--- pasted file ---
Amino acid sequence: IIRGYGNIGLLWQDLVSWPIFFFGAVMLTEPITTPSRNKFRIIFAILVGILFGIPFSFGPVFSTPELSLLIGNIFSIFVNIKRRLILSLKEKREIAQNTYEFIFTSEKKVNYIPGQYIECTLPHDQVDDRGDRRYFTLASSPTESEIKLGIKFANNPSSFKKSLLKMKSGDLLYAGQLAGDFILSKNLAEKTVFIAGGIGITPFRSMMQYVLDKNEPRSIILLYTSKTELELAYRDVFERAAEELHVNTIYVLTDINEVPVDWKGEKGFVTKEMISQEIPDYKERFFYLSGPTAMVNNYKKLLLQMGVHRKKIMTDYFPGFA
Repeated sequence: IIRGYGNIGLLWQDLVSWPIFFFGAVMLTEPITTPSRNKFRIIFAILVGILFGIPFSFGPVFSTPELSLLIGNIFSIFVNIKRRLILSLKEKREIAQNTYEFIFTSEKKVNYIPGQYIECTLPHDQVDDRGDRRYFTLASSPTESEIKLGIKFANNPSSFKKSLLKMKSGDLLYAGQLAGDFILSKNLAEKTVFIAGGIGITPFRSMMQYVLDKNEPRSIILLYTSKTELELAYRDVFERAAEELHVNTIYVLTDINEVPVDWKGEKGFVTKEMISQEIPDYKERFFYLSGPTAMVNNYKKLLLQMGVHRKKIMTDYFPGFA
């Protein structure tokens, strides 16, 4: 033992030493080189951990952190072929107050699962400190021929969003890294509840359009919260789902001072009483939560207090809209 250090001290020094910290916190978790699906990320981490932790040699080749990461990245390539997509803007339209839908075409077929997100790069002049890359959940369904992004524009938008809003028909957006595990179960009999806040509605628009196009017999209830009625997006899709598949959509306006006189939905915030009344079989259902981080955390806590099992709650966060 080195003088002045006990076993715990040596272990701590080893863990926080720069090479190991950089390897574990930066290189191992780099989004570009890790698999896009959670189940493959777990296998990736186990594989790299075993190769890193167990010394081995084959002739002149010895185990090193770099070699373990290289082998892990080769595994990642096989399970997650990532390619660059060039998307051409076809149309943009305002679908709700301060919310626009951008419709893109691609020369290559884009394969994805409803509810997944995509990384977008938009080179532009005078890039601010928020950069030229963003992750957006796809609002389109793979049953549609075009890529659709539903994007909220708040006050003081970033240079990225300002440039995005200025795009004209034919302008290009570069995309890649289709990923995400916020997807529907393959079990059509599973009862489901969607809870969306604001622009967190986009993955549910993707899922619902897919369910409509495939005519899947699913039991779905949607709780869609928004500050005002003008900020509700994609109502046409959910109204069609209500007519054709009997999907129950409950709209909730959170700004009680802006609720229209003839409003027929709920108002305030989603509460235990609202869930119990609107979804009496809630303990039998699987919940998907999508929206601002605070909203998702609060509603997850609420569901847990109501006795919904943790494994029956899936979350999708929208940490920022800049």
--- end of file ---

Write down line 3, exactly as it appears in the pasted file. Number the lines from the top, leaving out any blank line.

């Protein structure tokens, strides 16, 4: 033992030493080189951990952190072929107050699962400190021929969003890294509840359009919260789902001072009483939560207090809209 250090001290020094910290916190978790699906990320981490932790040699080749990461990245390539997509803007339209839908075409077929997100790069002049890359959940369904992004524009938008809003028909957006595990179960009999806040509605628009196009017999209830009625997006899709598949959509306006006189939905915030009344079989259902981080955390806590099992709650966060 080195003088002045006990076993715990040596272990701590080893863990926080720069090479190991950089390897574990930066290189191992780099989004570009890790698999896009959670189940493959777990296998990736186990594989790299075993190769890193167990010394081995084959002739002149010895185990090193770099070699373990290289082998892990080769595994990642096989399970997650990532390619660059060039998307051409076809149309943009305002679908709700301060919310626009951008419709893109691609020369290559884009394969994805409803509810997944995509990384977008938009080179532009005078890039601010928020950069030229963003992750957006796809609002389109793979049953549609075009890529659709539903994007909220708040006050003081970033240079990225300002440039995005200025795009004209034919302008290009570069995309890649289709990923995400916020997807529907393959079990059509599973009862489901969607809870969306604001622009967190986009993955549910993707899922619902897919369910409509495939005519899947699913039991779905949607709780869609928004500050005002003008900020509700994609109502046409959910109204069609209500007519054709009997999907129950409950709209909730959170700004009680802006609720229209003839409003027929709920108002305030989603509460235990609202869930119990609107979804009496809630303990039998699987919940998907999508929206601002605070909203998702609060509603997850609420569901847990109501006795919904943790494994029956899936979350999708929208940490920022800049």